Peter Bacon Hales (1950–2014)
University of Chicago Press author, professor emeritus at the University of Illinois at Chicago, dedicated Americanist, photographer, writer, cyclist, and musician Peter Bacon Hales (1950–2014) died earlier this week, near his home in upstate New York. Once a student of the photographers Garry Winogrand and Russell Lee, Hales obtained his MA and PhD from the University of Texas at Austin, and launched an academic career around American art and culture that saw him take on personal and collaborative topics as diverse as the history of urban photography, the Westward Expansion of the United States, the Manhattan Project, Levittown, contemporary art, and the geographical landscapes of our virtual and built worlds. He began teaching at UIC in 1980, and went on to become director of their American Studies Institute. His most recent book, Outside the Gates of Eden: The Dream of America from Hiroshima to Now, was published by the University of Chicago Press earlier this year.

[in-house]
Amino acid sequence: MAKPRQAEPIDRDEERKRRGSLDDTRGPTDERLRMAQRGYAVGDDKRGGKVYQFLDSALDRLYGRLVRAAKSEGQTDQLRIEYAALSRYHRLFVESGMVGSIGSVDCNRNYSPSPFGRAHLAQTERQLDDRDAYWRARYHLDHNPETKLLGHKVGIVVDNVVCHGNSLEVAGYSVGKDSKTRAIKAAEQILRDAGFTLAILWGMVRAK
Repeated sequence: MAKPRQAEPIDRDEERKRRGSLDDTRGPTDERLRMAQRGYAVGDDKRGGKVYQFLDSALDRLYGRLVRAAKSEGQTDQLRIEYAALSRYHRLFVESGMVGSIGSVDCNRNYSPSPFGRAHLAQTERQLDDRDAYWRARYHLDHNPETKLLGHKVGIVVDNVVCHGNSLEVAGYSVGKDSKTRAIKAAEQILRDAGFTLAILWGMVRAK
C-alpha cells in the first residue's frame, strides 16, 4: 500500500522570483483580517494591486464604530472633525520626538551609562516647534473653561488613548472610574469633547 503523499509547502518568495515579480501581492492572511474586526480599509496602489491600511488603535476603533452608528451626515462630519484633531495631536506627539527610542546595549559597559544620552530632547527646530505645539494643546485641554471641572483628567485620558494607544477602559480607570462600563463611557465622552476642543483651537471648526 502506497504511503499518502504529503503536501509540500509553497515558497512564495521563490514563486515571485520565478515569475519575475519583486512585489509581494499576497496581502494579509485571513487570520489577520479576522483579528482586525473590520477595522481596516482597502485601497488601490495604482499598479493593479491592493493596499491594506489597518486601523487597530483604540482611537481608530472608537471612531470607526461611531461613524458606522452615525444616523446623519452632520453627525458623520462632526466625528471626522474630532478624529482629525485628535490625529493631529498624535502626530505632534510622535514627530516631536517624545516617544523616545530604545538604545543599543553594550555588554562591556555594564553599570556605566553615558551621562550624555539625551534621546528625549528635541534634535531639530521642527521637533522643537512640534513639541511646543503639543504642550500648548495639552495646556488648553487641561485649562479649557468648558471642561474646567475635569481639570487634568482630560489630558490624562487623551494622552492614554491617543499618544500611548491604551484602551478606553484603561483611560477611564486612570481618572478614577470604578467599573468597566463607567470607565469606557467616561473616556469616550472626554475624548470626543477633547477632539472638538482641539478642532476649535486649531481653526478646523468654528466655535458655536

From Outside the Gates of Eden:
“We live, then, second lives, and third, and fourth—protean lives, threatened by the lingering traces of our mistakes, but also amenable to self-invention and renewal. . . . The cultural landscape [of the future] is hazy: it could be a desert or a garden, or something in between. It is and will be populated by Americans, or by those infected by the American imagination: a little cynical, skeptical, self-righteous, self-deprecating, impatient, but interested, engaged, argumentative, observant of the perilous beauty of a landscape we can never possess but yearn to be a part of, even as we are restive, impatient to go on. It’s worth waiting around to see how it turns out.”